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In August 1943 a ceremony was organized at the Cabane Club in Lima to honor José Sabogal. This document includes the honoree’s speech as well as the one given on that occasion by the poet José Gálvez, who refers to his doctoral thesis on Peruvian art, in which he claimed that “new ideas were being explored but, as always—naturally and logically—the explorations ignored the native environment,” and extolled Sabogal’s “abiding passion for purely traditional Peruvian art.” The painter had been active since 1919, when he returned to Peru and had his first exhibition. Sabogal states that from that point on his interest in subjects associated with Cuzco expanded to include “the pictorial crusade that would later embrace the whole of Peru, so that my canvases would reveal national beauty that had never been seen before.” His landscapes of Andean and coastal scenes showed “the most picturesque racial mixtures of our varied terrain.” Sabogal and his followers were called “Indigenistas” [Indigenists] but in fact they sought to convey a far broader idea and express “our essential identity with our land, its humanity, and our time.” He outlines the evolution of modern Peruvian art and explains that its roots “stretch back to the time when the aesthetic conflict between the two cultures was at its most intense.” After mentioning local influences in the traditional and academic art of the past, he discusses the “Indigenist” movement he founded and its impact in the international arena.
Indigenist painting flourished in Peru from the 1920s to the 1940s as part of a broader movement that sought to redefine Peruvian identity in terms of indigenous elements. Although at some points it was entirely focused on the “indigenous” story and the Inca past that was considered to have been glorious, it also championed a mestizo identity portrayed as a result of the integration of “native” and “Hispanic” cultures. The main ideologue and unchallenged leader of the Indigenist movement in the visual arts was José Sabogal (1888–1956), whose profound interpretation of the concept of “being rooted” was deeply influenced by regional art movements in Spain (exemplified by Ignacio Zuloaga [1870–1945], among others) and in Argentina (Jorge Bermúdez [1883–1926], to mention just one); Sabogal spent a great deal of time in these countries during his formative years. When he returned to Peru in late 1918 he settled in Cuzco, where he produced about forty oil paintings of people and scenes of the city; these works were subsequently shown in Lima (1919) at an exhibition that is considered the formal beginning of Indigenist painting in Peru. Sabogal’s second one-man show, at the Casino Español (1921), established his reputation. He joined the faculty at the new Escuela Nacional de Bellas Artes in 1920, where he was eventually appointed director (1932–43). There he trained a group of painters who joined the Indigenist movement, such as Julia Codesido, Alicia Bustamante (1905–68), Teresa Carvallo (1895–1988), Enrique Camino Brent (1909–60), and Camilo Blas (1903–85).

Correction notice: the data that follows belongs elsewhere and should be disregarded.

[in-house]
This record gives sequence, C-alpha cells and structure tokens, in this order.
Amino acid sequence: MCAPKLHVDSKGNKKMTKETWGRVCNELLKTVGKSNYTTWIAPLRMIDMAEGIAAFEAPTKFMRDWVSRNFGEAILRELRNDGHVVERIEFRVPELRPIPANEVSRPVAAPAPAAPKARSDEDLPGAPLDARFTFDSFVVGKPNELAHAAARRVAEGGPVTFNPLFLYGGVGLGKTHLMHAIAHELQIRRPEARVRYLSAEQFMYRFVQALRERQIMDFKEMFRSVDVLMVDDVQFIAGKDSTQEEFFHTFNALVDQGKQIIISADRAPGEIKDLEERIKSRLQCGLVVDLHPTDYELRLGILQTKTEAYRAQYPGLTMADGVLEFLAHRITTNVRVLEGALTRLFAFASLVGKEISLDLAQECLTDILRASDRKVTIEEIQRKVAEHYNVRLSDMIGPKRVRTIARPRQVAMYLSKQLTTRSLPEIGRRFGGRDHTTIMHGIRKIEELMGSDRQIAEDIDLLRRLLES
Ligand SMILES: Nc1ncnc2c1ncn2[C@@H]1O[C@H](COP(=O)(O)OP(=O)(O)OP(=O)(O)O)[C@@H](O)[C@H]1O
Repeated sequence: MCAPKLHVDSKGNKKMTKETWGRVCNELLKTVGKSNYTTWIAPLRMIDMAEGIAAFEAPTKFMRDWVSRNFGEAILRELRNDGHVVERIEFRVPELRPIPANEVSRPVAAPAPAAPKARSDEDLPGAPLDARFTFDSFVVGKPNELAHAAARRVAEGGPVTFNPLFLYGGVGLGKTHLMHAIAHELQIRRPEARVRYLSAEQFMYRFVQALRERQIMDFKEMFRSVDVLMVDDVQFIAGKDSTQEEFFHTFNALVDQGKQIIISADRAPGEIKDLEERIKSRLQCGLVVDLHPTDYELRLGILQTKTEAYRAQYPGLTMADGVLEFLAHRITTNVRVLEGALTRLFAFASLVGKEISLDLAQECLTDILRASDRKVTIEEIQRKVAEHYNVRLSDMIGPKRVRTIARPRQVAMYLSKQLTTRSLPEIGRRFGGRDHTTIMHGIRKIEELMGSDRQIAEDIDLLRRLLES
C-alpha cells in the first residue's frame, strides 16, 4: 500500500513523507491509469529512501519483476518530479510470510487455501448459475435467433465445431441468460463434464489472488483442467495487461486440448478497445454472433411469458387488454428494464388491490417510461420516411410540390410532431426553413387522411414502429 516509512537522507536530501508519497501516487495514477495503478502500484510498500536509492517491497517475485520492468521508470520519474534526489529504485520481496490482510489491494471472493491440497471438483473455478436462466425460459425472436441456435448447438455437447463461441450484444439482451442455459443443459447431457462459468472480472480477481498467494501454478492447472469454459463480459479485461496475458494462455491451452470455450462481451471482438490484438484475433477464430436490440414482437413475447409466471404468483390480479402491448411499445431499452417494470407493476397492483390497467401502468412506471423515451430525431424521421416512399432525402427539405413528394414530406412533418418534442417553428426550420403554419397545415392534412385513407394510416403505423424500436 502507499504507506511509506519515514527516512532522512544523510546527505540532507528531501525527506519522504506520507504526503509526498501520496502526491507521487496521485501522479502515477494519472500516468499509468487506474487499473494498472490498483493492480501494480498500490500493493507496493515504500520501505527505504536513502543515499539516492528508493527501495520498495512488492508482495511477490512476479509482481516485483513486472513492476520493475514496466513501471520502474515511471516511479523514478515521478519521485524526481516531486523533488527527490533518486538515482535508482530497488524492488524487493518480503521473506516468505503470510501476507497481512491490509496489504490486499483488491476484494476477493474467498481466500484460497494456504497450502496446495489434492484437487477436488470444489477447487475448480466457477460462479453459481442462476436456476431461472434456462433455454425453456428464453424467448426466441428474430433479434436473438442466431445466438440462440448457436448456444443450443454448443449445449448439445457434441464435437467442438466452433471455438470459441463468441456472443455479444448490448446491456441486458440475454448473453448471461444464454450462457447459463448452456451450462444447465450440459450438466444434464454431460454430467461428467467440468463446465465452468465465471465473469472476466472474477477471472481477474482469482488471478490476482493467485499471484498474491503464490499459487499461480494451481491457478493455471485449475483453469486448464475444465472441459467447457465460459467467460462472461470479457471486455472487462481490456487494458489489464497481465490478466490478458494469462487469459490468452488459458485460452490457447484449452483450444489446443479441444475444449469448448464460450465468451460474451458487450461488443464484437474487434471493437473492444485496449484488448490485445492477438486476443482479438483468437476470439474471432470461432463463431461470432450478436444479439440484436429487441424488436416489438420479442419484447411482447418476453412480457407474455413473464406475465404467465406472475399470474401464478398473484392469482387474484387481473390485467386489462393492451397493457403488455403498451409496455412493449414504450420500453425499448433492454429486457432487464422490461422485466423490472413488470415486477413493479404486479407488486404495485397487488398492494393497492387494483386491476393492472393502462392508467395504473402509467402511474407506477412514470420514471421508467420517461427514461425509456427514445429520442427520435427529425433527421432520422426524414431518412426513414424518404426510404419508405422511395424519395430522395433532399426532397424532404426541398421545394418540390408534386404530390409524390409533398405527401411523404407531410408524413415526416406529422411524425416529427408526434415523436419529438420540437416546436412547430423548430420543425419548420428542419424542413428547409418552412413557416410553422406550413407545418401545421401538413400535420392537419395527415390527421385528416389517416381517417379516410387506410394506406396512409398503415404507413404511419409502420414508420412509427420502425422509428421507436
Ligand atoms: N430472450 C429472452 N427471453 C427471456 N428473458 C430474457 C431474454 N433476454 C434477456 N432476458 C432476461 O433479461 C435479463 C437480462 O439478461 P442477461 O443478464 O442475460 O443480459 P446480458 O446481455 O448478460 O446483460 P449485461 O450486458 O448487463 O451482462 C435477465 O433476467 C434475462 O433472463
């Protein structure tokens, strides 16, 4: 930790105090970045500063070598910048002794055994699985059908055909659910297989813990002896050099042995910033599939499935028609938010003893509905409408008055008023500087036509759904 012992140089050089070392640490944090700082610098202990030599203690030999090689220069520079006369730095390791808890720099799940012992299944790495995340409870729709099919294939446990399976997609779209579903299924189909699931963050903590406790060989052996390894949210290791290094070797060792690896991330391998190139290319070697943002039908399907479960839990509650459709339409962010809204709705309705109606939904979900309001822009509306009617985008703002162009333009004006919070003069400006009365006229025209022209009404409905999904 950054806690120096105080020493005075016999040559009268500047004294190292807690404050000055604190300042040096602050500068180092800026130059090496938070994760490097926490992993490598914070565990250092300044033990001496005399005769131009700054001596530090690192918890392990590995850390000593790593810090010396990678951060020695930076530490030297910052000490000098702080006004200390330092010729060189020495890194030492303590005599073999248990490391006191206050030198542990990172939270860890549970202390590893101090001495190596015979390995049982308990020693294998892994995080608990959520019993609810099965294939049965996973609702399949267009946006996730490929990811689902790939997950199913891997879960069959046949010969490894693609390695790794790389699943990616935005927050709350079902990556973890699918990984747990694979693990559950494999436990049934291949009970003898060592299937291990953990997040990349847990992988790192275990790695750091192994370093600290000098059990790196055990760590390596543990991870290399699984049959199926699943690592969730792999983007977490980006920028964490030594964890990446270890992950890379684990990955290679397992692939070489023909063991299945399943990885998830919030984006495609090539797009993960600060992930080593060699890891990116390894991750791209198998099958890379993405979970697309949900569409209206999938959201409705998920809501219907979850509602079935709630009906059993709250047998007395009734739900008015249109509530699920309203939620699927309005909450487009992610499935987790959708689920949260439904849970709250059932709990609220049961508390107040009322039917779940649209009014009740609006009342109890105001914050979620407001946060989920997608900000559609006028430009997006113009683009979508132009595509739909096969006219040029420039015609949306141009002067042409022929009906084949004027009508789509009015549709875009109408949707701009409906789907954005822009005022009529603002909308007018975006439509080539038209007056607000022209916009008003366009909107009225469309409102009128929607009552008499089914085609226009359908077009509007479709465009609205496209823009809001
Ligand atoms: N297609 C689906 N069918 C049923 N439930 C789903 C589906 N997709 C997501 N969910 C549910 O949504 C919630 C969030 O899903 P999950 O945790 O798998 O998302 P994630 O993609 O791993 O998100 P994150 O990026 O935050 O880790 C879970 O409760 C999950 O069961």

In the mid-1930s a powerful movement emerged to oppose the Indigenist style—which was perceived as official and exclusive—and eventually, in 1943, Sabogal was dismissed from the Escuela Nacional de Bellas Artes. Supporters of Indigenism viewed this move as unjust, and rallied to the painter’s defense in letters, newspaper articles, and social events.
José Gálvez Barrenechea was a prominent Peruvian writer and politician. He graduated from the Universidad de San Marcos and, in his thesis—Posibilidad de una genuina literatura nacional (1915)—explored the idea of a specifically Peruvian literary historiography. He was a professor and later dean (1928–31) of the Faculty of Philosophy and Letters at the same university. Active in Peruvian politics, he was Minister of Education (1931), senator (1945), and subsequently Vice President of Peru. He was also a journalist; he founded the newspapers La Crónica (1915) and Justicia (1926), and was also co-director of the newspaper El Perú (1930–31). He wrote modernist poetry which he published in his first book, Bajo la luna (1909). He explored the ideas addressed by symbolism in Jardín cerrado. Poemas y canciones (1912). His prose works were written in a costumbrista style: Una Lima que se va (1921), Nuestra pequeña historia (1928), Estampas limeñas (1935), and Calles de Lima y meses del año (1943).
[There are a great many articles about this artist in the ICAA digital archive, notably the following by Sabogal himself: “Arquitectura peruana: la casona arequipeña (doc. no. 1173340); “La cúpula en América” (doc. no. 1125912); “Mariano Flórez, artista burilador de ‘mates’ peruanos, murió en Huancayo: José Sabogal su admirador y amigo, le rinde homenaje” (doc. no. 1136695); “Los mates burilados y las estampas del pintor criollo Pancho Fierro” (doc. no. 1173400); “Los ‘mates’ y el yaraví” (doc. no. 1126008); “La pintura mexicana moderna” (doc. no. 1051636); and “Sala de arte popular peruano en el Museo de la Cultura: selecciones de arte” (doc. no. 1173418)].